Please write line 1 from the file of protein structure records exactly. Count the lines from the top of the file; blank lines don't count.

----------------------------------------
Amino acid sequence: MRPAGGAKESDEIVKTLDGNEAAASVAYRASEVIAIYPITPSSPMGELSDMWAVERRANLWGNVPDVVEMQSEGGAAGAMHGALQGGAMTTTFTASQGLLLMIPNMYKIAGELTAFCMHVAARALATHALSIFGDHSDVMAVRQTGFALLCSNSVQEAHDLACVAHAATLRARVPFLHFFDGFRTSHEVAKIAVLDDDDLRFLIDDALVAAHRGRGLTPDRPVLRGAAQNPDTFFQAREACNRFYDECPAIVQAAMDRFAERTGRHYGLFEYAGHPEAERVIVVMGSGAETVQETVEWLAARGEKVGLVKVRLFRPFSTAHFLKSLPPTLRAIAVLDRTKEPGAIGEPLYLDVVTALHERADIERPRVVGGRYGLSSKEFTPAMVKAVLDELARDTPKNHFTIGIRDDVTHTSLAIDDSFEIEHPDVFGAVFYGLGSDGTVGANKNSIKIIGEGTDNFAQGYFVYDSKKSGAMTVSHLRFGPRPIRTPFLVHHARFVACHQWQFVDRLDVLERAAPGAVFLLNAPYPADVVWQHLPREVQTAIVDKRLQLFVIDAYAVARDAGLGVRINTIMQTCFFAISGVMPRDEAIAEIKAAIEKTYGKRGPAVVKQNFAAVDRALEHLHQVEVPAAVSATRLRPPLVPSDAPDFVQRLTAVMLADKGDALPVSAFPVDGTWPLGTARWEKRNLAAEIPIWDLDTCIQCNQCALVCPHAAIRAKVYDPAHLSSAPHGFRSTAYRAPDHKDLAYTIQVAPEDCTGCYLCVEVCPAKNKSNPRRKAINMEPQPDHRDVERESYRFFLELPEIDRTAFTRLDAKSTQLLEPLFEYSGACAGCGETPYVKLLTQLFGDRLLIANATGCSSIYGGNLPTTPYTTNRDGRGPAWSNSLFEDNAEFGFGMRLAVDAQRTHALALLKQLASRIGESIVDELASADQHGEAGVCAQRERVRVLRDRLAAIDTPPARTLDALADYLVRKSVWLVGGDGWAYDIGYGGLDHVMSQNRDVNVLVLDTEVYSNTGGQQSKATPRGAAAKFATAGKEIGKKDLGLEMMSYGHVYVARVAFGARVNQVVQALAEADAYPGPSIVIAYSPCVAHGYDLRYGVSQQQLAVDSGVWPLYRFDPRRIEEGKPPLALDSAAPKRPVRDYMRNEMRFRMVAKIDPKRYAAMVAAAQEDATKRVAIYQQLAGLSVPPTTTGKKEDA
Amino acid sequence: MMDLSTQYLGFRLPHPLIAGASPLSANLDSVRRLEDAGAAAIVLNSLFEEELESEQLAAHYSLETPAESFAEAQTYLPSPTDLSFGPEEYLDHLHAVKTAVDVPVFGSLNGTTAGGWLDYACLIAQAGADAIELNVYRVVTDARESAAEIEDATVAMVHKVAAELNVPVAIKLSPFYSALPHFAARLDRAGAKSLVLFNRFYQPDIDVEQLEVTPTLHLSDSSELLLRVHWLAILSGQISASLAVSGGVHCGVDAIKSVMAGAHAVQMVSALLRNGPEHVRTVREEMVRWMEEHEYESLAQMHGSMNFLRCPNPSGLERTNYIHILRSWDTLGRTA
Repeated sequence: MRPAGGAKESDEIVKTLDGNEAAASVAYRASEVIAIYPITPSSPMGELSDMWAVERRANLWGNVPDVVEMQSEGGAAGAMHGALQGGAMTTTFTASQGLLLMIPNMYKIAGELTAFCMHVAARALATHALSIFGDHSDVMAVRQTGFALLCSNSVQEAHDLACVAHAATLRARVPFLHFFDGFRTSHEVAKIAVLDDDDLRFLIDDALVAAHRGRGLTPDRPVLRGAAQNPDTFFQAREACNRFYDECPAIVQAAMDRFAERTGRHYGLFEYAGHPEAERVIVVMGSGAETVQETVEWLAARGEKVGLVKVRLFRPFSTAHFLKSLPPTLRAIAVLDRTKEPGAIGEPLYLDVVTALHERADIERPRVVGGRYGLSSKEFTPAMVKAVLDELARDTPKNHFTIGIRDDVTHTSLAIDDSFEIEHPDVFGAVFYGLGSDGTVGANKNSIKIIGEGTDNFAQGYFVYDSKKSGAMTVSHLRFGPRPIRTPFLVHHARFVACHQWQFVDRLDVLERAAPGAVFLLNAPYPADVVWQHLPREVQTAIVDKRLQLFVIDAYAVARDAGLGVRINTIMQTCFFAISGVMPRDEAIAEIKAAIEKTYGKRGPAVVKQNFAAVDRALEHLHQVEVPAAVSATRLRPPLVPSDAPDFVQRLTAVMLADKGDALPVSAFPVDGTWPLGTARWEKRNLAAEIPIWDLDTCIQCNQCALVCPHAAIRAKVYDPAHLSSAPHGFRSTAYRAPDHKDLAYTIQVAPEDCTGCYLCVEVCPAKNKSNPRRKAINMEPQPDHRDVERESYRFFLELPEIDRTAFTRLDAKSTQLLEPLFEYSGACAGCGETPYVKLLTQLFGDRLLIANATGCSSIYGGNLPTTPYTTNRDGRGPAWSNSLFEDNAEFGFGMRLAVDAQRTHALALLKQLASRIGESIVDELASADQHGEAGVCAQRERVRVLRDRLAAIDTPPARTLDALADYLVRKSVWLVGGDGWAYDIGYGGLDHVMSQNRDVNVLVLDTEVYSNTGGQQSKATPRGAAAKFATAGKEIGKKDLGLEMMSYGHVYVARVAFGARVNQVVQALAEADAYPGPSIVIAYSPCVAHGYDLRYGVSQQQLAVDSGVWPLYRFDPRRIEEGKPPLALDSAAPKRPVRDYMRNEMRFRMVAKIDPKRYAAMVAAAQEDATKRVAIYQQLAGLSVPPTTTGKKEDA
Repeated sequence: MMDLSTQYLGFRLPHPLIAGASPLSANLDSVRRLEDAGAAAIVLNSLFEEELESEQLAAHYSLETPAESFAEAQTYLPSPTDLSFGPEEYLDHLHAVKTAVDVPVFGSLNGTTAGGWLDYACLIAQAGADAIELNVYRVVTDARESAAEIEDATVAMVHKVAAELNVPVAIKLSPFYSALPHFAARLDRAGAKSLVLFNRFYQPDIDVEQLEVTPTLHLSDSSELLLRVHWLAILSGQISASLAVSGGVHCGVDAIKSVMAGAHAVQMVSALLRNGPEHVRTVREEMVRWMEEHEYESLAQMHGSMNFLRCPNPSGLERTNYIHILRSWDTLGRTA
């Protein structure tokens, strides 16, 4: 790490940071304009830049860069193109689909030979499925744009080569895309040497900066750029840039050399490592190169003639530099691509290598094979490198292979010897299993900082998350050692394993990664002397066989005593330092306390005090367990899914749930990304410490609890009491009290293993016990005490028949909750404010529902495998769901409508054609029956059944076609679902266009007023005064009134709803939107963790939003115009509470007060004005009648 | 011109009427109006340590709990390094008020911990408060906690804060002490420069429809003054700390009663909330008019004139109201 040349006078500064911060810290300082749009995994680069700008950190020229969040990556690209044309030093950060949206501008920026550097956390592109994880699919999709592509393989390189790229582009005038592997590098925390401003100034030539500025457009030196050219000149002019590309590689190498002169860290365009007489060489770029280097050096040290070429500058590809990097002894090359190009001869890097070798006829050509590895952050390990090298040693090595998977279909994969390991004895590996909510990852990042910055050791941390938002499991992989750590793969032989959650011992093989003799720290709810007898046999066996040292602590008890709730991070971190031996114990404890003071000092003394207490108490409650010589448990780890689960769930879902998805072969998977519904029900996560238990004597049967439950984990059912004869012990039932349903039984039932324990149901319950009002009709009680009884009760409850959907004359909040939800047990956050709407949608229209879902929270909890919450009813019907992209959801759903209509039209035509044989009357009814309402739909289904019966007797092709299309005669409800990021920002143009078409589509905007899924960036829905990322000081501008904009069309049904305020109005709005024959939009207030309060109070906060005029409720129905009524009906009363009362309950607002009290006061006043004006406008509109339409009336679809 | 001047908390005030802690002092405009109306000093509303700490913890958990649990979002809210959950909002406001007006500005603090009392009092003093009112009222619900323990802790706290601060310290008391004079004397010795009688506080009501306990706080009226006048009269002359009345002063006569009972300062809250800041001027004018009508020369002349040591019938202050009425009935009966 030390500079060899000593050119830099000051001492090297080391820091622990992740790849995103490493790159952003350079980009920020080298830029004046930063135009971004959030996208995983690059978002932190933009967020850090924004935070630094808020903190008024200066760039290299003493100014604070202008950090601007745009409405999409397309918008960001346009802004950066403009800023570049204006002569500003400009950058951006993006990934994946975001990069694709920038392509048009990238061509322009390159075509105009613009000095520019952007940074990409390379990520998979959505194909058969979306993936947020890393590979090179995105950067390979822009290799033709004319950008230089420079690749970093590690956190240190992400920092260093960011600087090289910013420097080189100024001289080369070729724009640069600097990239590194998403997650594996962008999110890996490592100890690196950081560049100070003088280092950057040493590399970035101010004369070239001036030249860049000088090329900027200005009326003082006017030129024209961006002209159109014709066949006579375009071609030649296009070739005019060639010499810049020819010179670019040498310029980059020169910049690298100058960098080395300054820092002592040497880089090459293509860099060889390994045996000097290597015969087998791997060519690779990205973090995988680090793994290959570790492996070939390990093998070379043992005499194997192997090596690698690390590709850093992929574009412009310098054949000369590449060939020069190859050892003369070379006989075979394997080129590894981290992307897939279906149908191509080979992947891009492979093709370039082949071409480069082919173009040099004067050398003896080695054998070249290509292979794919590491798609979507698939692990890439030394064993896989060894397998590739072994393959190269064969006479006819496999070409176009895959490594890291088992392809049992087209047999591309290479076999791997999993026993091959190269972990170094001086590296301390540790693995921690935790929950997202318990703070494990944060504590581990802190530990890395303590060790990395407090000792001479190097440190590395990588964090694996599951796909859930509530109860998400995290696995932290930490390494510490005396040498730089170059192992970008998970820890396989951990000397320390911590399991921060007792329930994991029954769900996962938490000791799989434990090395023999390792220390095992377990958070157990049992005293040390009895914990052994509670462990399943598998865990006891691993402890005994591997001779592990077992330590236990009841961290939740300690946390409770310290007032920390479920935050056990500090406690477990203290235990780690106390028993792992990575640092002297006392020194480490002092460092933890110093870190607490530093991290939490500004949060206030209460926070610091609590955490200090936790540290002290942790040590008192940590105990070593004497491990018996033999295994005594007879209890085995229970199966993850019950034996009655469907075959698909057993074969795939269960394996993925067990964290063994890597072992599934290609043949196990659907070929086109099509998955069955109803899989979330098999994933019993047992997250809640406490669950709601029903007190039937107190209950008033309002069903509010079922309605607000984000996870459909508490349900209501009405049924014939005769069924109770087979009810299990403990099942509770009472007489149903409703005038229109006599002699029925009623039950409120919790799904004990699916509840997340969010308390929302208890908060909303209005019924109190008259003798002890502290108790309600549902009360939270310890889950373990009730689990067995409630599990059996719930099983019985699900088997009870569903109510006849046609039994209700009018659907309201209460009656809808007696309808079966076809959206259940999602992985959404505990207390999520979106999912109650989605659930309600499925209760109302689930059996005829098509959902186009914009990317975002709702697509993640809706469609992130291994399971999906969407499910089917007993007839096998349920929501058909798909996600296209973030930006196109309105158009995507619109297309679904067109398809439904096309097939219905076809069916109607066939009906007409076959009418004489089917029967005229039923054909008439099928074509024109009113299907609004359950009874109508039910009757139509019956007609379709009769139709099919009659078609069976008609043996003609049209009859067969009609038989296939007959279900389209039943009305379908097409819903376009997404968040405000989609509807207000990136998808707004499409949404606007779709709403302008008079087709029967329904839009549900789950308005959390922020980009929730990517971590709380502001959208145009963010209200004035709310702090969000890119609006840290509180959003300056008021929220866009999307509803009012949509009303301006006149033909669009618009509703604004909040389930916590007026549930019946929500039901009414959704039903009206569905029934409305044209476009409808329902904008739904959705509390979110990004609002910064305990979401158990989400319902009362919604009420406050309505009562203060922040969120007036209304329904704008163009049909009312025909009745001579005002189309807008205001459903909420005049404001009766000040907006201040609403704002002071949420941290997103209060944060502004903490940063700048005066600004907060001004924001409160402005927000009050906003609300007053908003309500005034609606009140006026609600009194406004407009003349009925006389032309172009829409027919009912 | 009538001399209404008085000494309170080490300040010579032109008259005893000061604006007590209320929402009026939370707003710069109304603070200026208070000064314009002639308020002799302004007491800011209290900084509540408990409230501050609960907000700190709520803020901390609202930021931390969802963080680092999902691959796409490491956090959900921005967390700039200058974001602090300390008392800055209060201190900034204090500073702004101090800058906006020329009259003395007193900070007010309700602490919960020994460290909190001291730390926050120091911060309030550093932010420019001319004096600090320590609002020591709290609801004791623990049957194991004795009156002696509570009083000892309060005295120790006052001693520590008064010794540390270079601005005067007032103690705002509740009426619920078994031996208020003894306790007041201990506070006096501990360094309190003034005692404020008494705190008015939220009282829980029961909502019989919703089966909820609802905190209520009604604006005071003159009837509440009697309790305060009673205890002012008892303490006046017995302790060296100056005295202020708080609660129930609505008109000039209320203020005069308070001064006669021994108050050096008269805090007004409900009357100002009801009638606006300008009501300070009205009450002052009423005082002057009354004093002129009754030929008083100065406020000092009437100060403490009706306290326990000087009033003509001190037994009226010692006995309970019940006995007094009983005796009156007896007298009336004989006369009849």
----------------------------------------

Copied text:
Amino acid sequence: MRPAGGAKESDEIVKTLDGNEAAASVAYRASEVIAIYPITPSSPMGELSDMWAVERRANLWGNVPDVVEMQSEGGAAGAMHGALQGGAMTTTFTASQGLLLMIPNMYKIAGELTAFCMHVAARALATHALSIFGDHSDVMAVRQTGFALLCSNSVQEAHDLACVAHAATLRARVPFLHFFDGFRTSHEVAKIAVLDDDDLRFLIDDALVAAHRGRGLTPDRPVLRGAAQNPDTFFQAREACNRFYDECPAIVQAAMDRFAERTGRHYGLFEYAGHPEAERVIVVMGSGAETVQETVEWLAARGEKVGLVKVRLFRPFSTAHFLKSLPPTLRAIAVLDRTKEPGAIGEPLYLDVVTALHERADIERPRVVGGRYGLSSKEFTPAMVKAVLDELARDTPKNHFTIGIRDDVTHTSLAIDDSFEIEHPDVFGAVFYGLGSDGTVGANKNSIKIIGEGTDNFAQGYFVYDSKKSGAMTVSHLRFGPRPIRTPFLVHHARFVACHQWQFVDRLDVLERAAPGAVFLLNAPYPADVVWQHLPREVQTAIVDKRLQLFVIDAYAVARDAGLGVRINTIMQTCFFAISGVMPRDEAIAEIKAAIEKTYGKRGPAVVKQNFAAVDRALEHLHQVEVPAAVSATRLRPPLVPSDAPDFVQRLTAVMLADKGDALPVSAFPVDGTWPLGTARWEKRNLAAEIPIWDLDTCIQCNQCALVCPHAAIRAKVYDPAHLSSAPHGFRSTAYRAPDHKDLAYTIQVAPEDCTGCYLCVEVCPAKNKSNPRRKAINMEPQPDHRDVERESYRFFLELPEIDRTAFTRLDAKSTQLLEPLFEYSGACAGCGETPYVKLLTQLFGDRLLIANATGCSSIYGGNLPTTPYTTNRDGRGPAWSNSLFEDNAEFGFGMRLAVDAQRTHALALLKQLASRIGESIVDELASADQHGEAGVCAQRERVRVLRDRLAAIDTPPARTLDALADYLVRKSVWLVGGDGWAYDIGYGGLDHVMSQNRDVNVLVLDTEVYSNTGGQQSKATPRGAAAKFATAGKEIGKKDLGLEMMSYGHVYVARVAFGARVNQVVQALAEADAYPGPSIVIAYSPCVAHGYDLRYGVSQQQLAVDSGVWPLYRFDPRRIEEGKPPLALDSAAPKRPVRDYMRNEMRFRMVAKIDPKRYAAMVAAAQEDATKRVAIYQQLAGLSVPPTTTGKKEDA